Famous Scientists

James Dwight Dana

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The field of geology is studded by a lot of notable names that anyone would recognize in a heartbeat. One great name though that isn’t heard of very often is that of James Dwight Dana’s. During his time, he made massive contributions to the field of geology, mineralogy, volcanology, and zoology. He was one of the people who pioneered the study of mountain-building, the origin and structures of all the continents and oceans, and volcanic activity. Indeed, he was a man that proved to be relentless in his desire to understand the earth and he was one of the reasons why the modern world knows so much about the earth and how it came to be. Indeed, he was a man that did wonderful work and one name that deserves to be remembered and lauded.

Early life

James Dwight Dana was born in Utica, NY, way back on February 12, 1813. His parents were Harriet Dwight and James Dana who worked as a merchant. Through his mother’s side of the family, he was related to the Dwight Family of New England who were missionaries and educators. Some of his relatives included Henry Otis Dwight and Harrison Gray Otis Dwight. James Dwight showed an interest in science at a very young age and this interest was fostered by one of his teachers in Utica high school. The teacher was fay Edgerton and she had a big role towards making sure that young James developed his interest in science. In the year 1830, he graduated high school and enrolled in in Yale College where he got the chance to study under the elder Benjamin Silliman. He graduated from Yale College three years after in the 1833 and spent the next two years of his life working as a teacher to midshipmen in the navy to whom to taught math to. He got the chance to sail to the Mediterranean while he was teaching.

His career

In the years 1836 and 1837, James Dwight Dana took on a job as assistant to Benjamin Silliman who was a professor at Yale and headed the chemical department. Four years after his assistant post, he moved on to become a mineralogist and a geologist for the US Exploring Expedition which was headed by Capt. Charles Wilkins. The expedition took him all the way to the Pacific Ocean where he found enough material to keep him occupied for the next 13 years of his life. The expedition ended in 1942 and he had notebooks filled with sketches, maps, diagrams, and views of Castle Craggs and well as Mount Shasta. In the year 1849, his sketch of Mounts Shasta was engraved and published in the American Journal of Science an Arts- a publication spearheaded by Silliman in the early 1800s. The publication also published a rather lengthy article based on Dana’s geological notes from 1841. The article talked about rocks, minerals, and the geology of the Shasta region using scientific terms. The year 1844 was an exciting year for James Dwight Dana because not only did he become a resident of New Haven but it was also the year he got married to Henrietta Frances Silliman- she was the daughter of Benjamin Silliman.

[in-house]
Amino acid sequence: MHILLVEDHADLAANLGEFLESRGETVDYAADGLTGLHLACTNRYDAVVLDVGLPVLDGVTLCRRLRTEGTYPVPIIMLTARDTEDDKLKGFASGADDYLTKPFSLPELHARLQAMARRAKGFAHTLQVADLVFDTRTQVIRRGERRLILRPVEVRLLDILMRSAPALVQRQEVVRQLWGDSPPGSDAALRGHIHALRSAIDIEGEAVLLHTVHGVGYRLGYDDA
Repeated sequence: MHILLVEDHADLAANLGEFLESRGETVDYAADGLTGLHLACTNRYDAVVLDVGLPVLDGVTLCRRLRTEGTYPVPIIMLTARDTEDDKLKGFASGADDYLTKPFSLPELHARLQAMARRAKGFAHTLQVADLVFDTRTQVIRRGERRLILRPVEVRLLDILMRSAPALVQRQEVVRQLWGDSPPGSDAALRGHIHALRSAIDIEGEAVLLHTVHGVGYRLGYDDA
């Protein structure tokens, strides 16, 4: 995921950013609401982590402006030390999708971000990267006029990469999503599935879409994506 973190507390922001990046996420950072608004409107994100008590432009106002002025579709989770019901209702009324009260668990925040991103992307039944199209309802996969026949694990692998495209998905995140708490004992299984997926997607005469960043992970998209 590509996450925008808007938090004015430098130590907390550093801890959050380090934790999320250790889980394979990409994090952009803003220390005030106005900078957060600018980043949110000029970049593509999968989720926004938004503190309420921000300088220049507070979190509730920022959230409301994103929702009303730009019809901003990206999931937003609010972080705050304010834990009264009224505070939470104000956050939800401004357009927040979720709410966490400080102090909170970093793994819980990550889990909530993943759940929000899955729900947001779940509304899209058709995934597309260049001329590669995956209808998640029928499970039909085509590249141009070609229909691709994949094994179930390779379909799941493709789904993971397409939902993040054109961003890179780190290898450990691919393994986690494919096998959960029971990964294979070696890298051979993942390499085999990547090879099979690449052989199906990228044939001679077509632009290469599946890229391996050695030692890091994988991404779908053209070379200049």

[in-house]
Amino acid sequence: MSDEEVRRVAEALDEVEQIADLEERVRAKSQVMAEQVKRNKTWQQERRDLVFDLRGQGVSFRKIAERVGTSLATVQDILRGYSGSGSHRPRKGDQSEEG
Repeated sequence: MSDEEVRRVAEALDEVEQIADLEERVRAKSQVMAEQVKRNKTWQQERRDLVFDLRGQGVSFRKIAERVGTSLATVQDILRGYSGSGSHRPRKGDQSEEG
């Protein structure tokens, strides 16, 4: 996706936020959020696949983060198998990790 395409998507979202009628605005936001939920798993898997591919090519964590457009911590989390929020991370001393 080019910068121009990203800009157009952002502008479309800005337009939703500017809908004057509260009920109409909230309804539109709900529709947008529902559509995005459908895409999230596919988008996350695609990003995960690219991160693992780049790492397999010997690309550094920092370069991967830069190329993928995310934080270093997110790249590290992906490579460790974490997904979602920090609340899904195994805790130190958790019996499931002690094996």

In the year 1850, he was given a big honor and was appointed as the successor to his father-in-law and became a Silliman Professor of Natural History and Geology in Yale. Dana held on to this teaching spot until 1892. But teaching wasn’t all he did during those years because in 1846, he joined the American Journal of Science and Arts and took on the role as joint editor. During the later years of his life though, he moved on to become chief editor but he was also a contributor and published works on the subject of geology and mineralogy.

Notable works

It has to be said that he managed to accomplish a lot but he had a couple of contributions that really stood out. For instance, his 1849 publication of Mount Shasta was in response to the gold rush in California. After all, he was the pre-eminent geologist in the US during his life and he really was just one of the very few observers who had knowledge of the terrain in northern CA. Dana was the guy who wrote that given the geography and geology of the area, it was very likely that gold could be found in northern CA.

James Dwight Dana was also responsible for giving the world information about the volcanic landscape and activity in Hawaii. It was in the years 1880 and 1881 that he went on the first geological study of volcanoes in Hawaii and he was the same guy who theorized that the chain of volcanoes in the area consisted of two strands known as the “loa” and the “kea” strands. That wasn’t his first and last visit though because in 1890, he went with C.E. Dutton, a fellow geologist, and again published a manuscript about the island that was the most detailed study anyone had ever seen at that time. For decades, his manuscript was the definitive source for Hawaii’s volcanoes.


Dana was a prolific writer but some of his best works are his System of Mineralogy (1837), Manual of Geology (1863), and his manual of Mineralogy (1848). He also had a very interesting manuscripts published which were entitled Science and the Bible which he wrote in an effort to reconcile science with some biblical texts. Not only did his works get a lot of attention and used in schools but he also received a lot of awards like the Copley Medal in 1877 from the Royal Society, the Wollaston medal in 1874 from the Geological Society of London, and the Clarke medal in 1882 from the Royal Society of New South Wales.

The final journey

James Dwight Dana died on April 14, 1895. He had a son named Edward Salisbury Dana who was also a well-known and brilliant mineralogist during the years 1849-1935.

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